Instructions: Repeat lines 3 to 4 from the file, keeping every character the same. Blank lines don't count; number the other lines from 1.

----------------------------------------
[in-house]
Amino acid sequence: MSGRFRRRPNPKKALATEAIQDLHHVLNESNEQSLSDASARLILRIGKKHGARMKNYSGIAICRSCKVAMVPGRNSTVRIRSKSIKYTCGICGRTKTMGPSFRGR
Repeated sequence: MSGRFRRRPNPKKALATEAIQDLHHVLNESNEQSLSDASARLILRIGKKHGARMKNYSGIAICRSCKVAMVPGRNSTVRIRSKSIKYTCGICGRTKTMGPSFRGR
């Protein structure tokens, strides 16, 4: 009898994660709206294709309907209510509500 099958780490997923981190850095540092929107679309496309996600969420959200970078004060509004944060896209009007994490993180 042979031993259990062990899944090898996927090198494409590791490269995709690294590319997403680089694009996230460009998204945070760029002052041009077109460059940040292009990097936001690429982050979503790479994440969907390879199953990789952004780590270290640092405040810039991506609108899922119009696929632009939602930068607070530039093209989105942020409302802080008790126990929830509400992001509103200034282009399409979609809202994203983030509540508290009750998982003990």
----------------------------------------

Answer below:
Repeated sequence: MSGRFRRRPNPKKALATEAIQDLHHVLNESNEQSLSDASARLILRIGKKHGARMKNYSGIAICRSCKVAMVPGRNSTVRIRSKSIKYTCGICGRTKTMGPSFRGR
């Protein structure tokens, strides 16, 4: 009898994660709206294709309907209510509500 099958780490997923981190850095540092929107679309496309996600969420959200970078004060509004944060896209009007994490993180 042979031993259990062990899944090898996927090198494409590791490269995709690294590319997403680089694009996230460009998204945070760029002052041009077109460059940040292009990097936001690429982050979503790479994440969907390879199953990789952004780590270290640092405040810039991506609108899922119009696929632009939602930068607070530039093209989105942020409302802080008790126990929830509400992001509103200034282009399409979609809202994203983030509540508290009750998982003990």